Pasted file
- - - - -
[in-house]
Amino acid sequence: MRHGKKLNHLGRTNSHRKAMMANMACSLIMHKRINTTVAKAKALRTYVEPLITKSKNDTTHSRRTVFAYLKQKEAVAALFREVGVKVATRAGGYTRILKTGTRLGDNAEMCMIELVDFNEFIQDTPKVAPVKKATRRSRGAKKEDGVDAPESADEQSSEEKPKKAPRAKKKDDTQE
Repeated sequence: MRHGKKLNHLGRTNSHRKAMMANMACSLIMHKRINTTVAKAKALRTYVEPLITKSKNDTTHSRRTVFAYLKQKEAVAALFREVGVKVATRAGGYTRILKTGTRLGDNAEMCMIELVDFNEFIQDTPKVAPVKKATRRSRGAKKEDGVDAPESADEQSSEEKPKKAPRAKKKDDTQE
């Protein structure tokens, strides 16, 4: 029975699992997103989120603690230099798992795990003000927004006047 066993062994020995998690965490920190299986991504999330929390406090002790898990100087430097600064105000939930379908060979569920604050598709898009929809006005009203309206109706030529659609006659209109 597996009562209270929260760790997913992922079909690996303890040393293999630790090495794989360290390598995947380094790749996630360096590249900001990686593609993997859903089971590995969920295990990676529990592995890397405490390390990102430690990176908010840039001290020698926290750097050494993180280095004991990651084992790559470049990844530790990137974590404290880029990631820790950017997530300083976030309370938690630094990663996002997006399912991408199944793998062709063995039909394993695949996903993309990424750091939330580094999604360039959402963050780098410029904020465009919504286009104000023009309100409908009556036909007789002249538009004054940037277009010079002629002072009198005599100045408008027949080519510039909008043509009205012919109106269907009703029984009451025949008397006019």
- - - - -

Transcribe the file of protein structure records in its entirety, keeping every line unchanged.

[in-house]
Amino acid sequence: MRHGKKLNHLGRTNSHRKAMMANMACSLIMHKRINTTVAKAKALRTYVEPLITKSKNDTTHSRRTVFAYLKQKEAVAALFREVGVKVATRAGGYTRILKTGTRLGDNAEMCMIELVDFNEFIQDTPKVAPVKKATRRSRGAKKEDGVDAPESADEQSSEEKPKKAPRAKKKDDTQE
Repeated sequence: MRHGKKLNHLGRTNSHRKAMMANMACSLIMHKRINTTVAKAKALRTYVEPLITKSKNDTTHSRRTVFAYLKQKEAVAALFREVGVKVATRAGGYTRILKTGTRLGDNAEMCMIELVDFNEFIQDTPKVAPVKKATRRSRGAKKEDGVDAPESADEQSSEEKPKKAPRAKKKDDTQE
């Protein structure tokens, strides 16, 4: 029975699992997103989120603690230099798992795990003000927004006047 066993062994020995998690965490920190299986991504999330929390406090002790898990100087430097600064105000939930379908060979569920604050598709898009929809006005009203309206109706030529659609006659209109 597996009562209270929260760790997913992922079909690996303890040393293999630790090495794989360290390598995947380094790749996630360096590249900001990686593609993997859903089971590995969920295990990676529990592995890397405490390390990102430690990176908010840039001290020698926290750097050494993180280095004991990651084992790559470049990844530790990137974590404290880029990631820790950017997530300083976030309370938690630094990663996002997006399912991408199944793998062709063995039909394993695949996903993309990424750091939330580094999604360039959402963050780098410029904020465009919504286009104000023009309100409908009556036909007789002249538009004054940037277009010079002629002072009198005599100045408008027949080519510039909008043509009205012919109106269907009703029984009451025949008397006019």